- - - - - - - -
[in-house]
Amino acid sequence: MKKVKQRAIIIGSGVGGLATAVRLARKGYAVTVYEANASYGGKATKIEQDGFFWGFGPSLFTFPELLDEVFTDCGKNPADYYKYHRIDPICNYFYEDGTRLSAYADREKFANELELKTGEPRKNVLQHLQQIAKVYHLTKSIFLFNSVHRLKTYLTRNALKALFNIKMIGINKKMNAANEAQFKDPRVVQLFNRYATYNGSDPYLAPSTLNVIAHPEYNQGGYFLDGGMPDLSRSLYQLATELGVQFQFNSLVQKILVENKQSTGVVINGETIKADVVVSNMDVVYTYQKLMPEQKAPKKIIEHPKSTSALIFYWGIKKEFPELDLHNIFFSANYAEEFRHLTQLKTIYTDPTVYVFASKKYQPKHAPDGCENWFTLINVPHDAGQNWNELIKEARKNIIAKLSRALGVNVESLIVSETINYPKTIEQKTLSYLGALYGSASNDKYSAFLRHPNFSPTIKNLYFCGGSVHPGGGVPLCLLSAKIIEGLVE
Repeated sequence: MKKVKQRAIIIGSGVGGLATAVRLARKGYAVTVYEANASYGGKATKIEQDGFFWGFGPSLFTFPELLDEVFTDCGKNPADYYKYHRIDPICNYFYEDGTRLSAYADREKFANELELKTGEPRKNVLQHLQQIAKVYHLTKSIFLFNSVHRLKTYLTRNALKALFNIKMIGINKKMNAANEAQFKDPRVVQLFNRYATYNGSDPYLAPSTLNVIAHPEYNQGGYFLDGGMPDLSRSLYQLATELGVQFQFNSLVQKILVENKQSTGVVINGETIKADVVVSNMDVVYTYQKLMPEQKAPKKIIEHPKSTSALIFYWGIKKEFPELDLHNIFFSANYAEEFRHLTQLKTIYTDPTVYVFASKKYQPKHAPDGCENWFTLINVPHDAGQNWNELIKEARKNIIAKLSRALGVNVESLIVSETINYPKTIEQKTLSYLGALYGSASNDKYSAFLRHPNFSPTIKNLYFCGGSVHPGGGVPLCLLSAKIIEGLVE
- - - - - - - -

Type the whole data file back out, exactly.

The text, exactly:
[in-house]
Amino acid sequence: MKKVKQRAIIIGSGVGGLATAVRLARKGYAVTVYEANASYGGKATKIEQDGFFWGFGPSLFTFPELLDEVFTDCGKNPADYYKYHRIDPICNYFYEDGTRLSAYADREKFANELELKTGEPRKNVLQHLQQIAKVYHLTKSIFLFNSVHRLKTYLTRNALKALFNIKMIGINKKMNAANEAQFKDPRVVQLFNRYATYNGSDPYLAPSTLNVIAHPEYNQGGYFLDGGMPDLSRSLYQLATELGVQFQFNSLVQKILVENKQSTGVVINGETIKADVVVSNMDVVYTYQKLMPEQKAPKKIIEHPKSTSALIFYWGIKKEFPELDLHNIFFSANYAEEFRHLTQLKTIYTDPTVYVFASKKYQPKHAPDGCENWFTLINVPHDAGQNWNELIKEARKNIIAKLSRALGVNVESLIVSETINYPKTIEQKTLSYLGALYGSASNDKYSAFLRHPNFSPTIKNLYFCGGSVHPGGGVPLCLLSAKIIEGLVE
Repeated sequence: MKKVKQRAIIIGSGVGGLATAVRLARKGYAVTVYEANASYGGKATKIEQDGFFWGFGPSLFTFPELLDEVFTDCGKNPADYYKYHRIDPICNYFYEDGTRLSAYADREKFANELELKTGEPRKNVLQHLQQIAKVYHLTKSIFLFNSVHRLKTYLTRNALKALFNIKMIGINKKMNAANEAQFKDPRVVQLFNRYATYNGSDPYLAPSTLNVIAHPEYNQGGYFLDGGMPDLSRSLYQLATELGVQFQFNSLVQKILVENKQSTGVVINGETIKADVVVSNMDVVYTYQKLMPEQKAPKKIIEHPKSTSALIFYWGIKKEFPELDLHNIFFSANYAEEFRHLTQLKTIYTDPTVYVFASKKYQPKHAPDGCENWFTLINVPHDAGQNWNELIKEARKNIIAKLSRALGVNVESLIVSETINYPKTIEQKTLSYLGALYGSASNDKYSAFLRHPNFSPTIKNLYFCGGSVHPGGGVPLCLLSAKIIEGLVE